Trademark Law (Once Again) Getting In The Way Of Fan Art

from the time-to-embrace-free-licenses dept

Rose M. Welch points us to this recent News.com story about how the popular homemade crafts website Etsy has had to balance trademark issues, since many people like to make "fan art" and often would like to sell it on the site. In some ways, it appears to be the same sort of thing that many content creators went through with people creating fan fiction or other forms of fan art online, complicated (of course) by the fact that Etsy is used to sell these goods. The overall article is about what you'd expect.

However, I did want to take issue with one part of the article, which repeats the (oft-repeated) claim that trademark holders have to block such uses of their work. That's not quite true, and it's annoying that it gets repeated as fact all the time. Rights holders do have to protect unauthorized uses of their work that are likely to confuse, but don't have to protect in cases where there wouldn't be any confusion at all. Separately, (and this is the part that most often gets ignored) if they come across an unauthorized use, they absolutely can issue a free license to make it authorized -- and thus, not risk "losing" the trademark. However, very few brands do this, in part because of the myth that they absolutely must stop all unauthorized uses. There are other options, and granting a license is a good one.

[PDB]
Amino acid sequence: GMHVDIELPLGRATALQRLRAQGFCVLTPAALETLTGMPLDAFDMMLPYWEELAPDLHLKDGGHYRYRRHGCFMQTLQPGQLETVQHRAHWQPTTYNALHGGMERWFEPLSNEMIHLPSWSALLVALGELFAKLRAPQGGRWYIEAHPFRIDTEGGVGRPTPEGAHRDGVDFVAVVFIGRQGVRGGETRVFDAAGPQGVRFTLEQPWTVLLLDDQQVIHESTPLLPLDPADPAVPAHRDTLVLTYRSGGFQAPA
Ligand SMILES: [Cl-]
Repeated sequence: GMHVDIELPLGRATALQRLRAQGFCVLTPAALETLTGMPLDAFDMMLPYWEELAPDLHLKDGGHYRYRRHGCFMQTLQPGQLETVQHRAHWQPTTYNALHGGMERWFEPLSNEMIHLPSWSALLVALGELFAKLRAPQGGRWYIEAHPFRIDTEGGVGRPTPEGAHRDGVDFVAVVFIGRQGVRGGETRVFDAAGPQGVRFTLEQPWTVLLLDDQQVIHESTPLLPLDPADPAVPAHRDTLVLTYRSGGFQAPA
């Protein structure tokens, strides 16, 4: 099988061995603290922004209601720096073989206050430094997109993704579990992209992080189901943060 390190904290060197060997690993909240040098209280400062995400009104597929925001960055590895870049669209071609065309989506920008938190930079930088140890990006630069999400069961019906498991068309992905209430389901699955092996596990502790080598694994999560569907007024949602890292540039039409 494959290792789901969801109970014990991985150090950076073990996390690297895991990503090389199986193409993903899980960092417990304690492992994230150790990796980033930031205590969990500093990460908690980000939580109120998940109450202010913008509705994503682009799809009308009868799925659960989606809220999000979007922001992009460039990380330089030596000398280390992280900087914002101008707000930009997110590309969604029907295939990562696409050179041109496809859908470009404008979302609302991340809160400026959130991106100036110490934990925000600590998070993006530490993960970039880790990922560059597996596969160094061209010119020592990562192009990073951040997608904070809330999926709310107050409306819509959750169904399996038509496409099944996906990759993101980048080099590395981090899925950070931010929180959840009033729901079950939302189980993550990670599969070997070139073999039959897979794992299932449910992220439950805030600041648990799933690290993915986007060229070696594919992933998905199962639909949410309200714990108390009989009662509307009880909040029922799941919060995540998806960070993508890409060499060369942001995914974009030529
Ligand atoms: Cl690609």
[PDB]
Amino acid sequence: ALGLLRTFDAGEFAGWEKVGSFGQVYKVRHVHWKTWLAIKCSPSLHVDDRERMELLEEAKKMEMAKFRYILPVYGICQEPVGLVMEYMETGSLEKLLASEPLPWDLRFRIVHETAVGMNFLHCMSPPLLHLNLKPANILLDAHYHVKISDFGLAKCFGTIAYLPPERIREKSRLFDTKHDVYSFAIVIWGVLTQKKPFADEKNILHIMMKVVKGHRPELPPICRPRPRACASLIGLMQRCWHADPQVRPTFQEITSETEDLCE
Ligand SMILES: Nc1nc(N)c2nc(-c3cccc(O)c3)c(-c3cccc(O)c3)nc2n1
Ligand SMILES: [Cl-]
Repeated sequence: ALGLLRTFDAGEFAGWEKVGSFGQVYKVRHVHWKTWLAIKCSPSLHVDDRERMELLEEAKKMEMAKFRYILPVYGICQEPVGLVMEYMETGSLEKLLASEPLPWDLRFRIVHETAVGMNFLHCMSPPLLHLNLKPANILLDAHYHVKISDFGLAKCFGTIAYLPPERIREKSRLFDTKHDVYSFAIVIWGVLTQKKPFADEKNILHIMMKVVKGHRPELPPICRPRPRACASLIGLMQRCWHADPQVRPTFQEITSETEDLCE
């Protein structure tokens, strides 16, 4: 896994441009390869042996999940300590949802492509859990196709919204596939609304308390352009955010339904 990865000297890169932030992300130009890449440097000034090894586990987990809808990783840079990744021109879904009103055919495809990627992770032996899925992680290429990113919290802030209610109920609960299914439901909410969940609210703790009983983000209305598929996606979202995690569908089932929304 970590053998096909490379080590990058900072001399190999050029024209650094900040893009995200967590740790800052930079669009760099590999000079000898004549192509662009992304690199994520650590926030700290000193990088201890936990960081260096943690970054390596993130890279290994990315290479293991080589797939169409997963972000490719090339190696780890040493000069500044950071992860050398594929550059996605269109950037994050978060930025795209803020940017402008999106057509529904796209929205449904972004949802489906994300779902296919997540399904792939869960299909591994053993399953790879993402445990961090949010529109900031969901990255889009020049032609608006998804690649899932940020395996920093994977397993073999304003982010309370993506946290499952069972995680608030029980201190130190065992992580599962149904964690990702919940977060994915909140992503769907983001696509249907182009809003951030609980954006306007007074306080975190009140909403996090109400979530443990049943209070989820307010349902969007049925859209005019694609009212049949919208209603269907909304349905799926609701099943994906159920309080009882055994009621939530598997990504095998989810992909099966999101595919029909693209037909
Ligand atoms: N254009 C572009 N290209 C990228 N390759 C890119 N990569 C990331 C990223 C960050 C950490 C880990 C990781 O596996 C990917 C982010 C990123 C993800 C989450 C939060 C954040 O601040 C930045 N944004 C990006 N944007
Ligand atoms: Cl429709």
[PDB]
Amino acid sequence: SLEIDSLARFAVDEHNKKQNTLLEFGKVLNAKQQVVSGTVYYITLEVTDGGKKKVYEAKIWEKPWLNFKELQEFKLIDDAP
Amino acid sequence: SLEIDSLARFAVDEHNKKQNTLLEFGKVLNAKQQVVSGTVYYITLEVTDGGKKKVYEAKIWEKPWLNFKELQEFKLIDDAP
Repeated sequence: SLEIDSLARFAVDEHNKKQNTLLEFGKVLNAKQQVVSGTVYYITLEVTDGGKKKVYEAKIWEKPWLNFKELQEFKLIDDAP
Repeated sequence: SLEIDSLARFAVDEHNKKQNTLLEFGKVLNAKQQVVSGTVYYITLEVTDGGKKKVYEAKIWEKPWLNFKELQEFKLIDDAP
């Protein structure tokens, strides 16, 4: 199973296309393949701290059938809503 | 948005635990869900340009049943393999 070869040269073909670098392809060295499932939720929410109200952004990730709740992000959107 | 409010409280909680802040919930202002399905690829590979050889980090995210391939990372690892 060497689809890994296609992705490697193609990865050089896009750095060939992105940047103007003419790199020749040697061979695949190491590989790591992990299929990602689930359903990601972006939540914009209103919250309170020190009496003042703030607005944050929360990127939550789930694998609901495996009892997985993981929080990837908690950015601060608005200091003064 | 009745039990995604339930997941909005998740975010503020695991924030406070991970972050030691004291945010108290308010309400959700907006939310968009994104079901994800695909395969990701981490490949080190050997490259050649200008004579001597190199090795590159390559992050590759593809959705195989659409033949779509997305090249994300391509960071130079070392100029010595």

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Filed Under: fan art, trademark
Companies: etsy


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  1. icon
    John William Nelson (profile), 4 Nov 2010 @ 7:36am

    Trademark licensing isn't like copyright or patent licensing

    People often don't get that Trademarks are very different from copyrights or patents.

    Trademarks are used as source identifiers. Their purpose is to communicate to consumers the source of the product or service they are receiving.

    The secondary purpose is protecting a trademark holder's goodwill in its name or product names.

    Granting licenses to trademarks creates a problem in sourcing. Overly broad trademark licenses can void the mark's protection.

    This is because the mark's holder is no longer the source for the product. No longer being the source means you no longer can ensure the quality and nature of the product. This voids, in essence, the source-identifier purpose of trademark rights.

    This is not to say you cannot license a trademark for use by others. It is to say, rather, that these licenses must be carefully entered into.

    As people have become more and more confused over trademark law, copyright law, and patent law, legislation and decisions have begun to whittle away at the primacy of source-identification as trademark's purpose, but it is still the main reason trademark law exists.

    A simple example of its purpose is the Lanham Act. The Lanham Act is the main body of law governing federal trademark rights; and it is a law governing unfair competition.

    One question is whether all of the products allegedly infringing trademark truly do so. I imagine many do not. But, then again, who wants to pay $10k+ in litigation costs to find out if they're a small business?

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